Archbishop Costelloe speaks on vaccines, pandemic, church issues

27 Jan 2022

By Amanda Murthy

Archbishop Costelloe at 6PR radio
Archbishop Costelloe at 6PR radio to talk about how the Catholic Church has coped with the pandemic so far. Photo: Karalee Katsambanis.

Two weeks after hosting a vaccination clinic at St Mary’s Cathedral, Perth Archbishop Timothy Costelloe SDB visited the 6PR studio on 20 January to have a chat with Liam Bartlett on how the pandemic has affected the way places of worship operate, the Catholic Church’s stance on vaccination and his personal thoughts on the WA border opening, originally set for 5 February.

Archbishop Costelloe began by noting that while the COVID experience has brought out the best in people, there are many still struggling to cope with all the challenges and changes that have taken part in the past two years.

“My experiences, certainly in the Catholic scene, and certainly the way we’re operating in the Archdiocese of Perth, we’re very committed to being fully cooperative with the government in terms of what’s required to keep people safe,” Archbishop Costelloe said.

“We’re have been insistent on making sure we get the latest updates from the government including addressing conditions and restrictions and those sorts of things.

“But yes, it is a tough time for everybody…We’ve all got stories of our own families who are struggling, not only in Perth, but in other parts of the country, and many of our people who come from overseas,” he added.

Archbishop Costelloe said he remains sensitive to the fact that many of the elderly and vulnerable in the community, have been nervous to attend Mass especially with the presence of the newer strains of the virus – which led to him to temporarily suspend the obligation of attending Mass for those who are unable.

“At the start of the pandemic, numbers of people attending Mass were reasonably low. At some points, we were unable to open the churches, and that had an impact on people,” Archbishop Costelloe explained. 
“Generally, the numbers have risen again, but keeping in mind the elderly and vulnerable who are nervous, and reasonably so.”

Archbishop Costelloe reiterated the message of Pope Francis citing that “being vaccinated with vaccines authorised by the competent authorities is an act of love (and contributing to ensure most people are vaccinated is an act of love – love for oneself, love for one’s family and friends, love for all people).”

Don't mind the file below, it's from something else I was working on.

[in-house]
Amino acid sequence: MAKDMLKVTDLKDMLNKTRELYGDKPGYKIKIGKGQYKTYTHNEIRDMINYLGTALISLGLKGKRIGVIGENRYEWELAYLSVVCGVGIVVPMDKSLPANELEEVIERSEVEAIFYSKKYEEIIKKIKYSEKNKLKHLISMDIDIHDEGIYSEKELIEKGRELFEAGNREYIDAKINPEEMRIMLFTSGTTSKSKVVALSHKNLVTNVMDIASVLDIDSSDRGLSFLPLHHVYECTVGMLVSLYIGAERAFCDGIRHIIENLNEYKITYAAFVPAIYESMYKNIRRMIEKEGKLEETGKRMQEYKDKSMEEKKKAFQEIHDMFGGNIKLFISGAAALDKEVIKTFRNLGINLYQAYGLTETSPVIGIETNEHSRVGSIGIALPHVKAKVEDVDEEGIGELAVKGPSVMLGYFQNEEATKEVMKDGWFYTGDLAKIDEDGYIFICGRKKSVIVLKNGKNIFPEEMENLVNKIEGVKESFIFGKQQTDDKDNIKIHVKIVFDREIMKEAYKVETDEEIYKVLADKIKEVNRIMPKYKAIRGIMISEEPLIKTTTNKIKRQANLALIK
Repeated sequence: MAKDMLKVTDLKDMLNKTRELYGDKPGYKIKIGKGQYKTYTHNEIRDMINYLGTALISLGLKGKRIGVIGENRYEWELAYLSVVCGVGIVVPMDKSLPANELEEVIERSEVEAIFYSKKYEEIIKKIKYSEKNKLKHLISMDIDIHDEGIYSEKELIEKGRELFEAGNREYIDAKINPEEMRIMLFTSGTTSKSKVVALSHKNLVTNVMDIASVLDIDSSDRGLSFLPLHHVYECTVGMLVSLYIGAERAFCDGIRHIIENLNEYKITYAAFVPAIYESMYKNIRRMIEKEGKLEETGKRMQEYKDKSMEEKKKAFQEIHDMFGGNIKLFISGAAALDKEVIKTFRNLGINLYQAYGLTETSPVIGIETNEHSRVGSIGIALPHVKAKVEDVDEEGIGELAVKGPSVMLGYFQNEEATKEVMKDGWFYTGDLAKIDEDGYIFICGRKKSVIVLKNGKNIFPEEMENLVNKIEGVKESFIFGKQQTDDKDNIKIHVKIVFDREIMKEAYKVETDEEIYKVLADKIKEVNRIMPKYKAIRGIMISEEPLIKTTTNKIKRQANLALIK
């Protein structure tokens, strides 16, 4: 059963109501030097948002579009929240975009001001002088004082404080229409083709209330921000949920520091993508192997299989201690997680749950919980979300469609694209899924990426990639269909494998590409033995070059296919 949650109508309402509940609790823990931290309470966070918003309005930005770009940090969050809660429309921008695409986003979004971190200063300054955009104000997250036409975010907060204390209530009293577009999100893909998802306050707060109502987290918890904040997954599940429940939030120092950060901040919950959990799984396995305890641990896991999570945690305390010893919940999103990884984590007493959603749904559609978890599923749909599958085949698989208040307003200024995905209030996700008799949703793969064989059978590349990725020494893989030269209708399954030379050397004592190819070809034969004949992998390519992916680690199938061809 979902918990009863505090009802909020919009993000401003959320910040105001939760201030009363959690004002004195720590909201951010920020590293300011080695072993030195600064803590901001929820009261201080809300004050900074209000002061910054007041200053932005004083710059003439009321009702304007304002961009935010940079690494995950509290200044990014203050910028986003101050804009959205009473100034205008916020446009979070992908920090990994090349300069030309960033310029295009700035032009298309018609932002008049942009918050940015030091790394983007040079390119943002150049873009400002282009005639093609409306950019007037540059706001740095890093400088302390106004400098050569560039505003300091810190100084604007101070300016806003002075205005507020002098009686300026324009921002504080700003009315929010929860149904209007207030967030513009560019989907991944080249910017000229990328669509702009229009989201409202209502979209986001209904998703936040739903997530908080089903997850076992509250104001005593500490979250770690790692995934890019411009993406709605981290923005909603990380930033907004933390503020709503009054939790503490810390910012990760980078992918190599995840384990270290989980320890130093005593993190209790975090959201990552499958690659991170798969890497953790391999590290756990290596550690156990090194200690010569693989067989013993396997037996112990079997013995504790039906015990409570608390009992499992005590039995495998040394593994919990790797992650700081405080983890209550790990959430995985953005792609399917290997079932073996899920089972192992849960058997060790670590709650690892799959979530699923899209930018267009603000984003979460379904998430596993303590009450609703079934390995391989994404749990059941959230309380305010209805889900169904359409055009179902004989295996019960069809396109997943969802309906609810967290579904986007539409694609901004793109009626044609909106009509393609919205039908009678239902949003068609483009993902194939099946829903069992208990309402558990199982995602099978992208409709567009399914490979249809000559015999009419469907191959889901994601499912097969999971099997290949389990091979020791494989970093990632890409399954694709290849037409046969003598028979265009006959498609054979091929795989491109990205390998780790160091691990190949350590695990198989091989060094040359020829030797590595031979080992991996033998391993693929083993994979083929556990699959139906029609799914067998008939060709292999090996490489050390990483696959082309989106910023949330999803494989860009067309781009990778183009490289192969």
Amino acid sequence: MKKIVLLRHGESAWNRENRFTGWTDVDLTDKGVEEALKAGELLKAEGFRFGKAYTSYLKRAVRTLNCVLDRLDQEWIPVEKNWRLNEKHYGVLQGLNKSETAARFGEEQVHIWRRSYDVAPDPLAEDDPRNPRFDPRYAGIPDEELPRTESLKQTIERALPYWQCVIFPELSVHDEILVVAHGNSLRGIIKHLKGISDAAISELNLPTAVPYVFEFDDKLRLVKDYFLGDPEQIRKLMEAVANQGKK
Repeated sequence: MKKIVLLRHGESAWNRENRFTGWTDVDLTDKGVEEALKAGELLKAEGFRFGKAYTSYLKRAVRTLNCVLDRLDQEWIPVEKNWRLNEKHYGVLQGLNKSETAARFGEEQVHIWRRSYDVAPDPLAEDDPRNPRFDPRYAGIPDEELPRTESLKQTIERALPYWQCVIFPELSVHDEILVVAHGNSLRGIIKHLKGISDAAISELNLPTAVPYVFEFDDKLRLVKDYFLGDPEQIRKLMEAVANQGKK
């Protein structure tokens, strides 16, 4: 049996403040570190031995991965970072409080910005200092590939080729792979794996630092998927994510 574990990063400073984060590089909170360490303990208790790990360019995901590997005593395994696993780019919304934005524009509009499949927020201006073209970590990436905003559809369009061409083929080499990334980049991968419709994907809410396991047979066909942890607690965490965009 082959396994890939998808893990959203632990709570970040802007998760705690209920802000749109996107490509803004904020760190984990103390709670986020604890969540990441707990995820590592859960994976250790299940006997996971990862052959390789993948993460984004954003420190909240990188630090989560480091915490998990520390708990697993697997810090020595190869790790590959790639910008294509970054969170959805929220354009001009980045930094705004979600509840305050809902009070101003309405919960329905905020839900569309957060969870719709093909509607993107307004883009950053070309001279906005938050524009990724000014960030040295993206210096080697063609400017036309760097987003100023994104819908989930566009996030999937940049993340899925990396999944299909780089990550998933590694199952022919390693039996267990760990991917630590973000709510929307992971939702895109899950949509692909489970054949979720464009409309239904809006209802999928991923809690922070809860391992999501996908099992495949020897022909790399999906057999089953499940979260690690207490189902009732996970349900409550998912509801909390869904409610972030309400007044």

Archbishop Costelloe added that he is aware that several ministers of religion and parishioners are unvaccinated and that the Archdiocese of Perth will continue to do its part and encourage the faithful to vaccinate, in the interest of protecting oneself and the community.

Later that evening, WA Premier Mark McGowan announced a delay to the state’s hard border opening, due to the escalating health risks posed by the Omicron variant.

Along with this decision, the premier outlined exemptions for several groups of travellers, under the conditions that they be triple dose vaccinated against COVID-19 (if eligible).

  • Returning Western Australians, with strong recent connections or direct legitimate family connections with WA;
  • Compassionate grounds including funeral, palliative care or terminally ill visitation;
  • Member of the family of an approved traveller;
  • People entering for urgent and essential medical treatment;
  • Reasons of national and state security;
  • Commonwealth and State officials, Members of Parliament, Diplomats;
  • Provision of specialist skills not available in WA, health services, emergency service workers;
  • People required to attend court matters, judicial officers and staff of court, tribunals and commissions; and
  • Special considerations and extraordinary circumstances determined by the State Emergency Coordinator or Chief Health Officer.

Click Here to listen to the full interview with Archbishop Costelloe and Liam Bartlett